Axonal regeneration in the adult CNS is limited by the presence of several inhibitory proteins associated with myelin. Nogo-A, a myelin-associated inhibitor, is responsible for axonal outgrowth inhibition in vivo and in vitro. Here we study the onset and maturation of Nogo-A and Nogo receptor in the entorhino-hippocampal formation of developing and adult mice. We also provide evidence that Nogo-A does not inhibit embryonic hippocampal neurons, in contrast to other cell types such as cerebellar granule cells. Our results also show that Nogo and Nogo receptor mRNA are expressed in the adult by both principal and local-circuit hippocampal neurons, and that after lesion, Nogo-A is also transiently expressed by a subset of reactive astrocytes. Furthermore, we analyzed their regulation after kainic acid (KA) treatment and in response to the transection of the entorhino-hippocampal connection. We found that Nogo-A and Nogo receptor are differentially regulated after kainic acid or perforant pathway lesions. Lastly, we show that the regenerative potential of lesioned entorhino-hippocampal organotypic slice co-cultures is increased after blockage of Nogo-A with two IN-1 blocking antibodies. In conclusion, our results show that Nogo and its receptor might play key roles during development of hippocampal connections and that they are implicated in neuronal plasticity in the adult.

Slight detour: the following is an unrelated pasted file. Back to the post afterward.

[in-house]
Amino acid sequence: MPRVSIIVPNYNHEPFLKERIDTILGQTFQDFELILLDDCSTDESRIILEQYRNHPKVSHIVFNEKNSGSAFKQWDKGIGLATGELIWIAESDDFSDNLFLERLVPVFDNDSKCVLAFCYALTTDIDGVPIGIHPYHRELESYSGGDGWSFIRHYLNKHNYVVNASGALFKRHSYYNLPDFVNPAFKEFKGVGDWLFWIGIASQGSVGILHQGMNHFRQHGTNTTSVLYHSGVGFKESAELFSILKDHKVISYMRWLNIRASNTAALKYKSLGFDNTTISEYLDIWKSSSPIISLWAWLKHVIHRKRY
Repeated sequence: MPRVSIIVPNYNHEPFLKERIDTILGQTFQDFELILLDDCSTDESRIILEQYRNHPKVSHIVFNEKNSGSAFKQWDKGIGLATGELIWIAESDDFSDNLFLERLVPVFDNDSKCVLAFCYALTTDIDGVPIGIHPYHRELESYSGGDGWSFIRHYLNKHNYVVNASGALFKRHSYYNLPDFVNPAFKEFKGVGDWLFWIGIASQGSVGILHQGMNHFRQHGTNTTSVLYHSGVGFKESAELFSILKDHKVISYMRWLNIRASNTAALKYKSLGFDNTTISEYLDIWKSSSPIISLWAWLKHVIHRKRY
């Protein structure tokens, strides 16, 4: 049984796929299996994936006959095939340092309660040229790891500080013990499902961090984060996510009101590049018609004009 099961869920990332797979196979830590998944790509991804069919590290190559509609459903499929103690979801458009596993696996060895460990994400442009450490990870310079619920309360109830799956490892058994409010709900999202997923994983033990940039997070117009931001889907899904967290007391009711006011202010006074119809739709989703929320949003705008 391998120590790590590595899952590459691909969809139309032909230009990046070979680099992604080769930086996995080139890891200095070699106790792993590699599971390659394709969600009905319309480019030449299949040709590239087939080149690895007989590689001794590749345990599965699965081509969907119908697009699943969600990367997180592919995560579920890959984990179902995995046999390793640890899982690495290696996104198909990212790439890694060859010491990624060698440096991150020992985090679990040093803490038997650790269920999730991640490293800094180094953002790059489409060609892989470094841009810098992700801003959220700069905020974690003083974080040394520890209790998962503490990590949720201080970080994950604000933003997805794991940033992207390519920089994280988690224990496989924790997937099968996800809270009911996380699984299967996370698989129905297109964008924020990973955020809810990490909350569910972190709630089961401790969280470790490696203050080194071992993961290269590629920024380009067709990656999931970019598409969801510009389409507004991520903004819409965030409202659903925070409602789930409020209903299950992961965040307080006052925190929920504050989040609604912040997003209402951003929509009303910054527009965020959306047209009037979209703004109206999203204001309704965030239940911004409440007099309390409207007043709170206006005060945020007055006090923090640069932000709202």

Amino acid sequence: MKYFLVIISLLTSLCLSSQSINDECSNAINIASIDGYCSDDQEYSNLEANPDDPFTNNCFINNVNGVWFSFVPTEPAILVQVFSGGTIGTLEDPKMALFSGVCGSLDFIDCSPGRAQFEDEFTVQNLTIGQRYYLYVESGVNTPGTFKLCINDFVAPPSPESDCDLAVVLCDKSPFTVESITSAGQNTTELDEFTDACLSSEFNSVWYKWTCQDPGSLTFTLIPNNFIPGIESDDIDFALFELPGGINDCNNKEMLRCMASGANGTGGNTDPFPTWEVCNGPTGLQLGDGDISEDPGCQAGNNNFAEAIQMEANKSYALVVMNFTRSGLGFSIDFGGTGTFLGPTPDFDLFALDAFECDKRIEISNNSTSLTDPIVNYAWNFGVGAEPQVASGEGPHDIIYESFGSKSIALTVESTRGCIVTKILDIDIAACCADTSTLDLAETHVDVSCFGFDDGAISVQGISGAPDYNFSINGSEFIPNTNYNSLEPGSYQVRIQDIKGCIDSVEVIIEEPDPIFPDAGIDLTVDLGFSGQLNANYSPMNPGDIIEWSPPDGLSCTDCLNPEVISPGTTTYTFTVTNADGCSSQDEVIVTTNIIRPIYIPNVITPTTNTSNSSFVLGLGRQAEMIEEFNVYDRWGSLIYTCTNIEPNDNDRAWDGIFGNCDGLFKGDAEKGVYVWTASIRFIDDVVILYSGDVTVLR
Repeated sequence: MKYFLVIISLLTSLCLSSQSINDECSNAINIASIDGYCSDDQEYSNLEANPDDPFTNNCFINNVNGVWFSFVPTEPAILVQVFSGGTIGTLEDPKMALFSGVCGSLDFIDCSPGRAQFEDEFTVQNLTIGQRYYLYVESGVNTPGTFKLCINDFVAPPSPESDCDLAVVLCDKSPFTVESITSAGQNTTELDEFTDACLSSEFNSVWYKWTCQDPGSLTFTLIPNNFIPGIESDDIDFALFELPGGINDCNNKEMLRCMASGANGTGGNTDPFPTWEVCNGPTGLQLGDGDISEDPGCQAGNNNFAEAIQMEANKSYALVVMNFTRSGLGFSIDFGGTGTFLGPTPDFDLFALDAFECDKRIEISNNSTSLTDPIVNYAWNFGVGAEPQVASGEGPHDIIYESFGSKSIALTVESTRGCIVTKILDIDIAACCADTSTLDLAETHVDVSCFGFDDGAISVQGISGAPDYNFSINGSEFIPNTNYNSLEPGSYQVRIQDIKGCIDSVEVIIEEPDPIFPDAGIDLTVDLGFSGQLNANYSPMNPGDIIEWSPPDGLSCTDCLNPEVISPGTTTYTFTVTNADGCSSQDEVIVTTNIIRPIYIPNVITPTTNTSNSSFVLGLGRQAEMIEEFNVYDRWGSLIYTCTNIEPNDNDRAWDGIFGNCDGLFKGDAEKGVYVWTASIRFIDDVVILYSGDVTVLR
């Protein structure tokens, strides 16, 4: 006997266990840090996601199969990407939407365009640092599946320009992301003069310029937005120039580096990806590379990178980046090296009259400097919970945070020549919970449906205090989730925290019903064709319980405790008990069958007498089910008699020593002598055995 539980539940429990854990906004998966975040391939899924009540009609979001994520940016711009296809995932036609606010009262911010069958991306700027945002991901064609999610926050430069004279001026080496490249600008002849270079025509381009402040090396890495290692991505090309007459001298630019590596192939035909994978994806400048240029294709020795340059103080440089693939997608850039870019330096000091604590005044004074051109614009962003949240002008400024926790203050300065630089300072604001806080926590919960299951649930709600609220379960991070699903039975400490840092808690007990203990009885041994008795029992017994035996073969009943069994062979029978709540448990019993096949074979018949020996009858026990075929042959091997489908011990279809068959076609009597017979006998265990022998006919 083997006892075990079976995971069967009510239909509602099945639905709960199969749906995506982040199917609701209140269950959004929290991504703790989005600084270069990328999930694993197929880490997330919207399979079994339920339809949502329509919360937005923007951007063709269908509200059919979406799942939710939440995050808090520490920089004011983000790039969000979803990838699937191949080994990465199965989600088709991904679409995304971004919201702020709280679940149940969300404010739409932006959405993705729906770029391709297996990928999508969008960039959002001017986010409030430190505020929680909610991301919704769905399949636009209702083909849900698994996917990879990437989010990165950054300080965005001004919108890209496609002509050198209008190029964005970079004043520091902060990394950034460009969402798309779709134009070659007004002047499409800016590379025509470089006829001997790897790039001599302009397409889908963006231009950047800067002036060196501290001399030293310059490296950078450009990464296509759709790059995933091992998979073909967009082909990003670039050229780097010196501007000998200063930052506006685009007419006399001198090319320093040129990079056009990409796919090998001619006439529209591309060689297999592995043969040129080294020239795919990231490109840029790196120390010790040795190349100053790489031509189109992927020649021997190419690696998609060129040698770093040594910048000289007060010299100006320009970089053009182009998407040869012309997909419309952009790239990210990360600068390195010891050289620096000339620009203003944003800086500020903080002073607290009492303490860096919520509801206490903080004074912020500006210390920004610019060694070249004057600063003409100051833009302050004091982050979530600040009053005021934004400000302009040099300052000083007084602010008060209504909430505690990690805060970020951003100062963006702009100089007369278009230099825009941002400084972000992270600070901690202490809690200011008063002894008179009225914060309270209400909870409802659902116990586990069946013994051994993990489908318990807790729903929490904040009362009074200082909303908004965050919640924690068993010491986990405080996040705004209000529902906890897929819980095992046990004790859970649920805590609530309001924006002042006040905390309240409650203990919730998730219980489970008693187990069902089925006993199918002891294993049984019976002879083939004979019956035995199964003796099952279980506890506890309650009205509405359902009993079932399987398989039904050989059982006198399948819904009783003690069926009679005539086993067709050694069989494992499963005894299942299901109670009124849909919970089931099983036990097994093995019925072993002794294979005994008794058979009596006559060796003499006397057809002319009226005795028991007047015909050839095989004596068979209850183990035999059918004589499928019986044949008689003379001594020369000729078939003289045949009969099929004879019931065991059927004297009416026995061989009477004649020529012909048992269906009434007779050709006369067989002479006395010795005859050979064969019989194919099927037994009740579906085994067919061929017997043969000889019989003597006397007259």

ASJC Scopus subject areas
- Molecular Biology
- Cellular and Molecular Neuroscience
- Cell Biology